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Unleashed: Learning to let go

All of us have items which are valuable, be they expensive items or sentimental ones. We don’t want to lose them, which is why we may own a safe, and why we lock our doors. Dogs are no different and many are reluctant to give up a valuable object, whether it’s a favourite toy, your favourite shoe or even a tasty piece of eight-day old dead fish from the beach…

By Russell D Russell

Saturday 25 July 2020, 02:00PM

Using your dog’s favourite toy is one way to get him or her to let go of something else. Photo: Glen Carrie / Unsplash

Using your dog’s favourite toy is one way to get him or her to let go of something else. Photo: Glen Carrie / Unsplash

Some dogs guard their valuables fiercely enough to hurt anyone who tries to take them away and we call this “resource guarding”. It’s a natural, normal behaviour as keeping possession of valuables is an important survival skill. If you let someone take your food from you in the wild, you’re likely to die. (Much like someone trying to take chocolate from me.)

Still, we sometimes need to take things away from our dogs, especially something harmful such as a cooked chicken bone or a package of rat poison. With resource guarding, we don’t want to force or coerce our dogs into anything, as we’re likely to make things worse, by being physical, and drawing attention to an item that already holds significant value to the dog.

So teaching our dogs to “leave it” or “drop it” is therefore a very important skill, and the best way to do this is teaching them to trade instead. Ergo, we’re making it in their interest to give up what they have – which is of value to them, even if it isn’t to you – in order to gain something else.

Start by using something your dog already loves such as a ball or favourite tug toy, and engage your dog to play. I normally have the dogs on a leash to begin with, especially if your dog is used to keeping away from you when he has such toys. Encourage your dog to get the toy, either by giving it to him directly, or just throwing it a couple of feet in front of him. Let him enjoy chewing his ball, or playing with his tug toy for a few seconds, maybe even play tug with him if he’ll let you.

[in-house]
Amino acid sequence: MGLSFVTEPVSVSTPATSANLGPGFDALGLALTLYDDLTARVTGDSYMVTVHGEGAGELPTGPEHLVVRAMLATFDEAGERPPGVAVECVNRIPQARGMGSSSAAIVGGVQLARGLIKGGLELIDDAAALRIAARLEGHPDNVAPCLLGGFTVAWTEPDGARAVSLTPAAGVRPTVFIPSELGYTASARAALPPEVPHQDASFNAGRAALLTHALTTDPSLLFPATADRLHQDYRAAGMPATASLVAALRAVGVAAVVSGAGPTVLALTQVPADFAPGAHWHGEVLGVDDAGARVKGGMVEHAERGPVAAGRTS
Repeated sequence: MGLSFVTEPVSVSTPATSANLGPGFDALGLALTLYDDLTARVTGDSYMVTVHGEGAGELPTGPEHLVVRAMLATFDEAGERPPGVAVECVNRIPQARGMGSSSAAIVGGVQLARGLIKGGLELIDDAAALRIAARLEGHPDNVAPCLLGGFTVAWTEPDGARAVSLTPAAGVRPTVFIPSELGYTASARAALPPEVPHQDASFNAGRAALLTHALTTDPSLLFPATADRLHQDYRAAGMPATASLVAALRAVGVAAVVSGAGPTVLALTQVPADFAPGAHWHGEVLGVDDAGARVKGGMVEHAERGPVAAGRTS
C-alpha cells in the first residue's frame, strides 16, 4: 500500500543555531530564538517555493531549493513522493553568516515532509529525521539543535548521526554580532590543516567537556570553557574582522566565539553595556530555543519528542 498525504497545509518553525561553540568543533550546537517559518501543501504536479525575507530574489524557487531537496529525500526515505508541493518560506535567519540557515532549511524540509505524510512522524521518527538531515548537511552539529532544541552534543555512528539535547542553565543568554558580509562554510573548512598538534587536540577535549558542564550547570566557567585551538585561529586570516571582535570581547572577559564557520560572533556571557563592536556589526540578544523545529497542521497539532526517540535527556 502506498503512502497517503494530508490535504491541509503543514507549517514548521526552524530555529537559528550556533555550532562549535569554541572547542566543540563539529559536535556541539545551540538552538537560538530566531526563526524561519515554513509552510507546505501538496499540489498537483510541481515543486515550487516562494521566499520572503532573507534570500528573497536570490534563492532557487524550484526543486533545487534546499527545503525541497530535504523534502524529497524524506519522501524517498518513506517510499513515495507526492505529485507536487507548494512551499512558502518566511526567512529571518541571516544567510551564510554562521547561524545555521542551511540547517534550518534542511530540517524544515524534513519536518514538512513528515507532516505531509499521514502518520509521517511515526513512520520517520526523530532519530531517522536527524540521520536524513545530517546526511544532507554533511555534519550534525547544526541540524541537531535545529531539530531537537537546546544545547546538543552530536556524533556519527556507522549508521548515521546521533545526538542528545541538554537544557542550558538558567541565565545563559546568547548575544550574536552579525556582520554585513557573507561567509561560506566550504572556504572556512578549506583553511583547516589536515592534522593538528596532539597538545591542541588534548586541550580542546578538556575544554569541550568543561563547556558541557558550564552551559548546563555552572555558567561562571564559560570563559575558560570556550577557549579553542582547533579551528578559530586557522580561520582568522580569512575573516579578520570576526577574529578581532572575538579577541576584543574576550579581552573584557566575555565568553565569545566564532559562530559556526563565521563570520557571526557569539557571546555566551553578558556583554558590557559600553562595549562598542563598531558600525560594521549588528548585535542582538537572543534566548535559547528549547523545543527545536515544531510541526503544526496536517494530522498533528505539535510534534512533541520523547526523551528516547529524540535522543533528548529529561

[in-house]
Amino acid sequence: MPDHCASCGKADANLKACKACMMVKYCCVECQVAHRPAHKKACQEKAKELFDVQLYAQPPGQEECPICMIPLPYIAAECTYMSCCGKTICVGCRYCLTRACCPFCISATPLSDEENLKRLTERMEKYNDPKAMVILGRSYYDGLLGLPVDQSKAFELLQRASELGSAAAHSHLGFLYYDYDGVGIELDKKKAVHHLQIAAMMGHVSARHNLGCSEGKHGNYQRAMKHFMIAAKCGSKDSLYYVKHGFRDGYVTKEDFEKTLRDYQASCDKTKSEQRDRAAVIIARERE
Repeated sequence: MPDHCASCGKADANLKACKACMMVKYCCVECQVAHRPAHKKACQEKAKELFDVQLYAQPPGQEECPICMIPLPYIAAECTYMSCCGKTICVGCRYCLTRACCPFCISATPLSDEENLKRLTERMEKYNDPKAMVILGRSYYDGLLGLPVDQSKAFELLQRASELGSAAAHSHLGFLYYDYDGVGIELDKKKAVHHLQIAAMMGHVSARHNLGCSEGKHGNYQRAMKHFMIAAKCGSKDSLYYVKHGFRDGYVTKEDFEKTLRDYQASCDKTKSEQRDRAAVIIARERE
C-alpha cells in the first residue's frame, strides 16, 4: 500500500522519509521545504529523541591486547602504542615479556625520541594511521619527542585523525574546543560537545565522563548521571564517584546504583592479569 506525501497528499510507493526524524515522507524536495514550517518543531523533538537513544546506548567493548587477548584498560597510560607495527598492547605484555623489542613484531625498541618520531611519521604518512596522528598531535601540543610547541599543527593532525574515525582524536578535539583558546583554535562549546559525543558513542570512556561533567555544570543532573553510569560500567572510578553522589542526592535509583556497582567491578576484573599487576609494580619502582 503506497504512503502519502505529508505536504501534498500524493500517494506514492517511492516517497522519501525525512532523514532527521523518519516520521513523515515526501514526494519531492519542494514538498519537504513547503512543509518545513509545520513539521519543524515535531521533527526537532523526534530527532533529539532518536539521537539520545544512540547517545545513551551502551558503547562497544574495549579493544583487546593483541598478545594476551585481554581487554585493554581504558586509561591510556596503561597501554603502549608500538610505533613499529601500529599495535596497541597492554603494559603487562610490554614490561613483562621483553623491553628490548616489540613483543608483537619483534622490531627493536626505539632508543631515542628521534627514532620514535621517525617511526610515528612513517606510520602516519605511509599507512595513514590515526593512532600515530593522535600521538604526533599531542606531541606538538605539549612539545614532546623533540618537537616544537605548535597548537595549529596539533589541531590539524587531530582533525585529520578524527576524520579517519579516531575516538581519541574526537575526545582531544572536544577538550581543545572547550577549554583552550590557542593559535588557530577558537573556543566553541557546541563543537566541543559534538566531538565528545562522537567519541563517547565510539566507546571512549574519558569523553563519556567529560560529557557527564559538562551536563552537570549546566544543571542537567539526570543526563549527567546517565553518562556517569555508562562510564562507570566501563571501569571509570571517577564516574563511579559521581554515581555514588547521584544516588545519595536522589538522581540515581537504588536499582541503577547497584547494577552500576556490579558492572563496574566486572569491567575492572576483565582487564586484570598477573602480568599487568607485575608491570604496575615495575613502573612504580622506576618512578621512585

Then offer him a high value treat in front of his nose so he can sniff it, then wait. At some point, he’ll drop the toy and as soon as he does, tell him “Good boy!” and drop a couple of treats a few feet to the side so he can turn to get them.

This is the important part as you want your dog to redirect away from the toy, and re-focus on the treats. It buys you time to bend down and pick up the toy, without him really seeing it. When he finishes the treats and comes back to you, present the toy and tell him to take it. If your dog is quickly eating the treats and racing to get the toy before you can pick it up, then you’re likely to reinforce the resource guarding you’re trying to prevent. He needs to be engaged in getting his treat, not the toy. 

If your dog is super fast, then try using two toys. Whilst my dog has her favourite ball in her mouth, I’ll present the second one, and tease her with it – bouncing it a couple of times in front of her. Now her focus changes to the toy that I have, she drops the ones she has and I immediately roll the second one away for her to chase. Whilst she’s getting that ball, I pick up the first one. 

At no stage am I asking my dog to do anything - there are no vocal commands. Nor am I trying to grab, or pull the toys away from them. I’m simply waiting for them to make a choice (to drop the object) and then immediately be rewarded – either with a treat, or a second toy. This makes our dogs much more willing to trade, and drop things because they know they will win in the long run. 

If your dog isn’t interested in the treats, use something of higher value. Some dogs will do this for kibble, others may need something tastier like cheese, or chicken. But once they start to work out you’re not trying to steal their resources, they’ll quickly co-operate and start dropping toys, because they know another reward is coming. 

Once your dog is quickly dropping items, you can wait a couple of seconds before presenting his reward. Over time, you’ll see it takes less time for him to return to you with his toy before dropping it, at which point he’s worked out the game: “I drop this, and I get rewarded and I get the toy back again!” At this stage, you can now add your “Leave it!” Or “Drop it!” cue.

If you would like some more information on canine training, or behavioural issues, then please to contact us on 091 654 1960, email, or check our website CPA is accredited with the Certification Council for Professional Dog Trainers (CCPDT), and as an American Kennel Club (AKC) Evaluator.ß

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